Jake is similar. He sees himself as a crippled, as a deficient being because he does not have functional legs. The reason he consents to the colonel’s deal to spy on the Na’Vi, an unvirutous action, is precisely because he sees himself as deficient without his legs, and the colonel promises him “his legs back” if he carries out the mission successfully. If Jake saw himself as a complete and beautiful human being, even with non-functional legs, he would not have been so quick to agree to the colonel’s deal.

While Jake is learning to see the world of the Na’Vi rightly, he still isn’t learning to see himself rightly. His avatar is beautiful, athletic, powerful, and seemingly invulnerable. Indeed, Jake can hardly wait each time he is out of his avatar body to get back in “where things seem more real,” where he gets to lead the Na’Vi into battle, and conquer their great unconquerable mythical bird, and make love to one of the most powerful beautiful Na’Vi ladies.

But in the end, the real Jake is not his avatar. The real Jake is a man, unshaven and unkempt, without functional legs. And Neytiri sees this. As she holds the dying Jake, she tells him “I see you.” This is what love is. Love is not trying to change the other person, to make them perfect, or to focus on their weaknesses. Love is seeing a person for who they are and embracing that person.

But Jake has no such revelation at the end. He doesn’t ever get to look at himself and say “I see you.” He gets his avatar body back. And this is the most unfortunate part of the film. Jake shouldn’t get to have his avatar body at the end. He should have to live among the Na’Vi in his wheelchair, with his respiration mask. He should have to learn how to see himself just as he learned to see the Na’Vi. He should be able to look in the mirror in all of his weakness and vulnerability and say to himself, “I see you.”

Here in real life, we don’t get our avatars. It’s celebrity doppelganger week on Facebook and everybody is posting images of celebrities who they resemble, but in the end, everybody has to go back to being themselves. Murray doesn’t get the model-thin woman she wants to see when she looks at herself. She just gets Lorraine Murray, not a model, but not fat either. And if Murrary wants to be happy, she has to learn how to see herself. Only then will she be able to treat herself right. And this is the most disturbing thing about Avatar–in the end, it’s happy ending keeps us from taking off our 3D glasses, leaving the theater, and seeing the world as it really is, and seeing ourselves for what we really are.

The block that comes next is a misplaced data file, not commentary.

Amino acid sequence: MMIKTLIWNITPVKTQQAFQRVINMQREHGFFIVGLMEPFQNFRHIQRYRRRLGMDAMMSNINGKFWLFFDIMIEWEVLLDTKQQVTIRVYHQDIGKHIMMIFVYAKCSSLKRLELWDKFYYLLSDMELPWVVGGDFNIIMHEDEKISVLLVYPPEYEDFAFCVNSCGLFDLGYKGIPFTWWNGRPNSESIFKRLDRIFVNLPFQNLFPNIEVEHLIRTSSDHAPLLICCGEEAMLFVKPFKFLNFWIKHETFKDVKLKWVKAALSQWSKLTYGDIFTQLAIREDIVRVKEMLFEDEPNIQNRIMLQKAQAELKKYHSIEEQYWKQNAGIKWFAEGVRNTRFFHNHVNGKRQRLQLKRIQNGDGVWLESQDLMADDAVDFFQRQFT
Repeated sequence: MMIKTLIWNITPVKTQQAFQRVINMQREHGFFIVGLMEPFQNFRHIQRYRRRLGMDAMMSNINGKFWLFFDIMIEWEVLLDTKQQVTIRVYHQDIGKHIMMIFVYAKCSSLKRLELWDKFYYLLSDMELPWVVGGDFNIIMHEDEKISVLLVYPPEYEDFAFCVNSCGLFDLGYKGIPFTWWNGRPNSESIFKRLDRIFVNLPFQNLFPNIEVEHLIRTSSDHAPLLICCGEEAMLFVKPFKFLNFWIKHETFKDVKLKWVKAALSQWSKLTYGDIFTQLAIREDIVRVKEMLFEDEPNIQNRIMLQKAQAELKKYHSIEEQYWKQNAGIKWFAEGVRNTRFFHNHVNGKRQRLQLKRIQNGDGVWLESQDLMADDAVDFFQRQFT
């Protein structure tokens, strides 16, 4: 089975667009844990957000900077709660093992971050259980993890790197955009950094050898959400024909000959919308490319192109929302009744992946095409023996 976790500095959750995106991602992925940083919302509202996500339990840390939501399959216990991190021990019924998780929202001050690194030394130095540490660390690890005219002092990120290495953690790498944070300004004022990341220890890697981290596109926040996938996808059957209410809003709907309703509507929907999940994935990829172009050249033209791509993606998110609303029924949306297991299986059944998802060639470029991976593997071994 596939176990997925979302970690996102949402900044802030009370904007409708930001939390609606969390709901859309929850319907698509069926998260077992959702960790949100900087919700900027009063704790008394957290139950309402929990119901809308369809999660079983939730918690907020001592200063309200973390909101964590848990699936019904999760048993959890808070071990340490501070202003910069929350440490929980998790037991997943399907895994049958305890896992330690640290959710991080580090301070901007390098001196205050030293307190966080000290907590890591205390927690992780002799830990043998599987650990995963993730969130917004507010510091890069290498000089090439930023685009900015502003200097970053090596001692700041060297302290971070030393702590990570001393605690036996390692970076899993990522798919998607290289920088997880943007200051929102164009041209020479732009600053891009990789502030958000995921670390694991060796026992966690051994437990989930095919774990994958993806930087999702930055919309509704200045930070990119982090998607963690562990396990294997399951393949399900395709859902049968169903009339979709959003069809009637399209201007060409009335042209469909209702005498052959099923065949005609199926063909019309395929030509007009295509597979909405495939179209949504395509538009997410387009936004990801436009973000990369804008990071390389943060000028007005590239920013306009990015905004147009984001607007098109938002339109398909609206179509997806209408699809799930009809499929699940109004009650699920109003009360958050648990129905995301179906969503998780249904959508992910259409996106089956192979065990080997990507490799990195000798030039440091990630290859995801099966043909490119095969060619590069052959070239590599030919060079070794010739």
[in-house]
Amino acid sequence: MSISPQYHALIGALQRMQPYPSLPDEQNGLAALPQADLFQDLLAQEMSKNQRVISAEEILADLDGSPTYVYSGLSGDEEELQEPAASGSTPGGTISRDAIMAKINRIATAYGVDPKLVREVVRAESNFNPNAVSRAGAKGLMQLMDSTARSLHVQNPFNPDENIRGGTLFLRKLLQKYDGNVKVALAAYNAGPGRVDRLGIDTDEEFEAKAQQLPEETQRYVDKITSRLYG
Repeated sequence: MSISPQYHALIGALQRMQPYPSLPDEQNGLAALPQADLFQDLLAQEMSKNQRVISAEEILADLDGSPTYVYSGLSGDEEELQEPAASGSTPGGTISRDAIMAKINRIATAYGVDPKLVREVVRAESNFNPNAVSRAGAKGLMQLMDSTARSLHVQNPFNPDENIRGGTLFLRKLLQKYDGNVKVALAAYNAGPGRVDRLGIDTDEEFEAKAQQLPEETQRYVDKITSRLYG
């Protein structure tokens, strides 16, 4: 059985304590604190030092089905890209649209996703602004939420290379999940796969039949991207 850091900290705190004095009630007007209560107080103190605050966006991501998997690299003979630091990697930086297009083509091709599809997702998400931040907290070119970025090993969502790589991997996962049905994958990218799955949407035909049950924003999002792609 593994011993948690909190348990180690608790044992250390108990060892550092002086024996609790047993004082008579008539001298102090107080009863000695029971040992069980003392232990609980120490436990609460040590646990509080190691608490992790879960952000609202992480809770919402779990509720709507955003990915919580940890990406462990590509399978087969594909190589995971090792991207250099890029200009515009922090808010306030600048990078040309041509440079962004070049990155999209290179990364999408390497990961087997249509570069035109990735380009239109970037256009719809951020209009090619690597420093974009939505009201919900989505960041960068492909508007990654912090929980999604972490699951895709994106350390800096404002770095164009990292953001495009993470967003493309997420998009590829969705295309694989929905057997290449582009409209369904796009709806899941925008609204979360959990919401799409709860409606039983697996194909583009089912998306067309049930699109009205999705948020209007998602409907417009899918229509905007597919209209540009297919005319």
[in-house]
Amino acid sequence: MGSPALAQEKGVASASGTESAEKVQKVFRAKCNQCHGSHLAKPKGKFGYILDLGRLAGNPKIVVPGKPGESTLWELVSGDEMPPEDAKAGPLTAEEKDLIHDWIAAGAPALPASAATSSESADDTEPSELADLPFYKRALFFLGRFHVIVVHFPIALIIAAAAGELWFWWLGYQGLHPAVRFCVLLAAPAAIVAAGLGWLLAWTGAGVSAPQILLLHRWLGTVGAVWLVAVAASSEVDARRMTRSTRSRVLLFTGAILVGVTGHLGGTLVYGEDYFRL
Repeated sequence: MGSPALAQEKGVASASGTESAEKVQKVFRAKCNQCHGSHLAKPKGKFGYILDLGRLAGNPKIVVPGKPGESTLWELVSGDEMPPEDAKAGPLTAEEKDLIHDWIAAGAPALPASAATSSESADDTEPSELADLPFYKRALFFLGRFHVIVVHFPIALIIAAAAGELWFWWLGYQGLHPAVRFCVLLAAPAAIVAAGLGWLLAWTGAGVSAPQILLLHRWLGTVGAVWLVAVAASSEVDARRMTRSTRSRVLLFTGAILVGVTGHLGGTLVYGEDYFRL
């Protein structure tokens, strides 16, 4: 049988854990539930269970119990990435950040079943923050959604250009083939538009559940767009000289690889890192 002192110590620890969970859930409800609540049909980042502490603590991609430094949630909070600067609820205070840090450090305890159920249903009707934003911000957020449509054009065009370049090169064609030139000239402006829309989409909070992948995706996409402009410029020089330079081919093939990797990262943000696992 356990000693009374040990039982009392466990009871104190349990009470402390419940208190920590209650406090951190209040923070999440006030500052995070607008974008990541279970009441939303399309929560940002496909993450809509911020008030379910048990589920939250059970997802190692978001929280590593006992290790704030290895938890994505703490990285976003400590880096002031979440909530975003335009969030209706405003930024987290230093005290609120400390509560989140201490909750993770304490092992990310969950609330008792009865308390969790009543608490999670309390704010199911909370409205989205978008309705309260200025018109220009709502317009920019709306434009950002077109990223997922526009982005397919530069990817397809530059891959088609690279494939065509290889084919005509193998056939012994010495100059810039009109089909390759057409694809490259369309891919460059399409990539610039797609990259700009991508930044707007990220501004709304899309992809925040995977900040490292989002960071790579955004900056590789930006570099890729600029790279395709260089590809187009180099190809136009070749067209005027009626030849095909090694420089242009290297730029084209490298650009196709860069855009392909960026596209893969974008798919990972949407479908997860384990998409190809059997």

How Neuroscience is Influencing the Bioethical Debate About Compulsory Treatment for Anorectics

Anorexia nervosa is a psychiatric disorder characterized by excessive preoccupation with body size and weight as well as self-deceptive attitudes toward the nature of thinness and emaciation. Treating anorexia is replete with challenges. First of all, treatment is often unsuccessful. Less than 50% of anorectics recover within ten years of the onset of the disorder. About 25% of cases develop into chronicity. Oftentimes, anorexic behavior is replaced by bulimic behavior.

Anorexia is a classic case where the tension between preservation of liberty of the patient and the imperative to treat a severe illness becomes quite acute. In most cases of anorexia nervosa, a well-structured therapeutic program, administered by a multidisciplinary staff experienced in treating eating disorders, is adequate. Even with the best of treatment options, however, avoiding treatment is part of the condition of anorexia. Anorexia is characterized with the obsessive pursuit of thinness and treatment is always aimed at thwarting this goal. The refusal may not be total: many patients accept psychotherapy or family therapy, but may refuse components of treatment likely to increase food intake, reduce physical activity and induce weight gain. In severe cases where anorectic patients categorically deny all treatment oriented toward weight gain, compulsory treatment is usually pursued.

A patient who refuses nutrition despite severe emaciation is generally thought to be behaving without autonomy and is deemed incompetent to consent to treatment. The Mental Health Act Commission allows, “that in certain situations, patients with severe anorexia nervosa whose health is seriously threatened by food refusal may be subject to detention in hospital and further that there are occasions when it is necessary to treat the self-imposed starvation with measures such as involuntary naso-gastric feeding to ensure the proper care of the patient.”

As a rule, most treatment programs resort to compulsory treatment only as a last resort. Compulsory treatment seems to be justified only by immediate mortal danger to the patient, but may also be pursued based on motives of beneficence within the health care system. Nevertheless, the ethics of compulsory treatment of anorectics is hotly contested issue.